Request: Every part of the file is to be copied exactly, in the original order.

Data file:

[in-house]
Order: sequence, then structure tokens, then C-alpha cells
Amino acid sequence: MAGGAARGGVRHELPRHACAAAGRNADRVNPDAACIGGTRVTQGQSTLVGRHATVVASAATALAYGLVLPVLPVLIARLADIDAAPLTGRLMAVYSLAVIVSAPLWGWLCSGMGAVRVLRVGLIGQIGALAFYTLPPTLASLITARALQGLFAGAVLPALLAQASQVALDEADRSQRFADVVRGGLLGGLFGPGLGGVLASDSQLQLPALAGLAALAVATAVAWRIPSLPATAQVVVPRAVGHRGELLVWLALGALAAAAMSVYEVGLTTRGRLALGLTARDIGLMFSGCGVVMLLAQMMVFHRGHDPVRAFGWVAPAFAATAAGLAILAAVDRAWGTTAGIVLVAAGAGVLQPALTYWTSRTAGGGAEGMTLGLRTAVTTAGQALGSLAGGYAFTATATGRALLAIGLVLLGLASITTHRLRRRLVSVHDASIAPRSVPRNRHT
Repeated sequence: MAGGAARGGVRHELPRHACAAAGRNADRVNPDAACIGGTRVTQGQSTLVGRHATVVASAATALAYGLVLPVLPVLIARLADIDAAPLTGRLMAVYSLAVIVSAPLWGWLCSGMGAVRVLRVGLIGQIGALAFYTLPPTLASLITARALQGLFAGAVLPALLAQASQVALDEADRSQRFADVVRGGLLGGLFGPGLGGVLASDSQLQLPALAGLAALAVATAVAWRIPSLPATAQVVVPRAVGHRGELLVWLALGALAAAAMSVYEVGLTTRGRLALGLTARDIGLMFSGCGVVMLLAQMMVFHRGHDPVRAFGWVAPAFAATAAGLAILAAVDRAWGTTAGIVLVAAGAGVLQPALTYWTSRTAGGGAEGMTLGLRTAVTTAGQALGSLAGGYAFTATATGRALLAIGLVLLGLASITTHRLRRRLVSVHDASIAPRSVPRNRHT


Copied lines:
[in-house]
Order: sequence, then structure tokens, then C-alpha cells
Amino acid sequence: MAGGAARGGVRHELPRHACAAAGRNADRVNPDAACIGGTRVTQGQSTLVGRHATVVASAATALAYGLVLPVLPVLIARLADIDAAPLTGRLMAVYSLAVIVSAPLWGWLCSGMGAVRVLRVGLIGQIGALAFYTLPPTLASLITARALQGLFAGAVLPALLAQASQVALDEADRSQRFADVVRGGLLGGLFGPGLGGVLASDSQLQLPALAGLAALAVATAVAWRIPSLPATAQVVVPRAVGHRGELLVWLALGALAAAAMSVYEVGLTTRGRLALGLTARDIGLMFSGCGVVMLLAQMMVFHRGHDPVRAFGWVAPAFAATAAGLAILAAVDRAWGTTAGIVLVAAGAGVLQPALTYWTSRTAGGGAEGMTLGLRTAVTTAGQALGSLAGGYAFTATATGRALLAIGLVLLGLASITTHRLRRRLVSVHDASIAPRSVPRNRHT
Repeated sequence: MAGGAARGGVRHELPRHACAAAGRNADRVNPDAACIGGTRVTQGQSTLVGRHATVVASAATALAYGLVLPVLPVLIARLADIDAAPLTGRLMAVYSLAVIVSAPLWGWLCSGMGAVRVLRVGLIGQIGALAFYTLPPTLASLITARALQGLFAGAVLPALLAQASQVALDEADRSQRFADVVRGGLLGGLFGPGLGGVLASDSQLQLPALAGLAALAVATAVAWRIPSLPATAQVVVPRAVGHRGELLVWLALGALAAAAMSVYEVGLTTRGRLALGLTARDIGLMFSGCGVVMLLAQMMVFHRGHDPVRAFGWVAPAFAATAAGLAILAAVDRAWGTTAGIVLVAAGAGVLQPALTYWTSRTAGGGAEGMTLGLRTAVTTAGQALGSLAGGYAFTATATGRALLAIGLVLLGLASITTHRLRRRLVSVHDASIAPRSVPRNRHT